Bill Bryson urges e-book bundle tie-up

Bill Bryson in 2008 Bill Bryson said buying e-books made him feel guilty because he was not supporting bookshops

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Author Bill Bryson has called on publishers to give away e-books when people buy the printed versions in order to boost sales of physical books.

The travel writer said he resented being "forced" to choose digital books over print because e-books were more convenient to take on the road.

"It would be such a terrible thing to lose physical books," he told BBC News.

"That's the direction we're heading in because publishers are not responding as effectively as they ought to."

The "solution to the industry's malaise" is to give buyers a free download code when they buy a printed book, he said.

His comments come weeks after Amazon announced a plan to offer buyers of printed books in the US a free or discounted digital version. Similar schemes have been rolled out for magazines and music.

"If they [publishers] don't move to that really quickly people will be forced to take the digital version whether they really want to or not," Bryson said.

"Somebody gave me a digital reader as a gift last spring and I now find that when I'm travelling I take digital books with me.

Start Quote

The physical book is going to remain a prominent feature in the market for a considerable time to com”

End Quote Richard Mollet Publishers Association

"I'd like to possess both versions but I'm forced by the book world to choose one or the other, and sometimes I'm being forced to take digital books.

"I've nothing against digital books but I want both. I'm being forced to make the choice and I feel that by buying a digital book I'm not supporting a bookshop, I'm not supporting the physical book and that makes me feel guilty.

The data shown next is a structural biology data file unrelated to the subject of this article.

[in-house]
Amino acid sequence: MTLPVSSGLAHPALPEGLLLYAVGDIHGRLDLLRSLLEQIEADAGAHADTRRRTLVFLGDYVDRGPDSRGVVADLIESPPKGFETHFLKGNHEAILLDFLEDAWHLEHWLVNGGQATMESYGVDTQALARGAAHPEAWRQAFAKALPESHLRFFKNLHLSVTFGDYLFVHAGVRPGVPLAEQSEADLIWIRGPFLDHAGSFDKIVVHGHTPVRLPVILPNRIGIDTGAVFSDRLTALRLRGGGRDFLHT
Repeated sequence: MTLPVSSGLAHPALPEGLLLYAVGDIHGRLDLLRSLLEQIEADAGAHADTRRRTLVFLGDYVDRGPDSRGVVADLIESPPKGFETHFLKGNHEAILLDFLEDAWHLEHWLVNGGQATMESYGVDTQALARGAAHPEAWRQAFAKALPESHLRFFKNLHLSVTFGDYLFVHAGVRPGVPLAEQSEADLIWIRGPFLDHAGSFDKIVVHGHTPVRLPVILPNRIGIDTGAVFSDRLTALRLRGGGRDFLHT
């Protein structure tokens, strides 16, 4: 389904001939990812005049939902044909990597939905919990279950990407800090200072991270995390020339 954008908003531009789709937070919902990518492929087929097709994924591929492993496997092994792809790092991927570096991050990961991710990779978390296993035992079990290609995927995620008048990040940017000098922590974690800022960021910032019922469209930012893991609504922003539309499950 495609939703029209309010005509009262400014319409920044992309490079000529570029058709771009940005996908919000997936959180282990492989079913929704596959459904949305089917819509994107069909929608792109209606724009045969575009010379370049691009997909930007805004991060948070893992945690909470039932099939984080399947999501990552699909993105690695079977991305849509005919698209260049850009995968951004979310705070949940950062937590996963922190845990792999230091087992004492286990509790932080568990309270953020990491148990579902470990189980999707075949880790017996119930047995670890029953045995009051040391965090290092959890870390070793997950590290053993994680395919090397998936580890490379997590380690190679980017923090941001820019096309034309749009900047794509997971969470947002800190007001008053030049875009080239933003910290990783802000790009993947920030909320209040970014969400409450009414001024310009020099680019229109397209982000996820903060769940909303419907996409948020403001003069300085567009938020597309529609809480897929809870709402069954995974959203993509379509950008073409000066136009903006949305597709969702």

"I'm being forced into that and I kind of resent it."

Bryson was speaking at the Booksellers Association conference ahead of the publication of his latest book, One Summer: America 1927.

Richard Mollet, chief executive of the Publishers Association, said some companies had looked into bundling e-books with physical sales. "But it is important not to underestimate the enormous technical and commercial challenges behind what may appear to be a straightforward idea," he said.

Publishers are "leading the way in providing books in the format that consumers want to read them", he said, adding that "the physical book is going to remain a prominent feature in the market for a considerable time to come".

"The option between the wonderful mass portability of e-books, or the inimitable presence and feel of a physical book is an important choice, and one which readers are currently happy to make according to their needs."

Earlier this month, Amazon announced its MatchBook scheme, which will offer digital copies of 10,000 titles when they are bought in print. Some will be free, while others will cost up to $2.99 (£1.92).

At that time, independent book industry commentator Neill Denny told the BBC the scheme may help the print industry "because by bundling the content it locks the analogue to the successful digital model in a way that publishers have been struggling to find".

However, Philip Jones, editor of trade publication the Bookseller magazine, was sceptical about whether book-lovers would actually want both versions.

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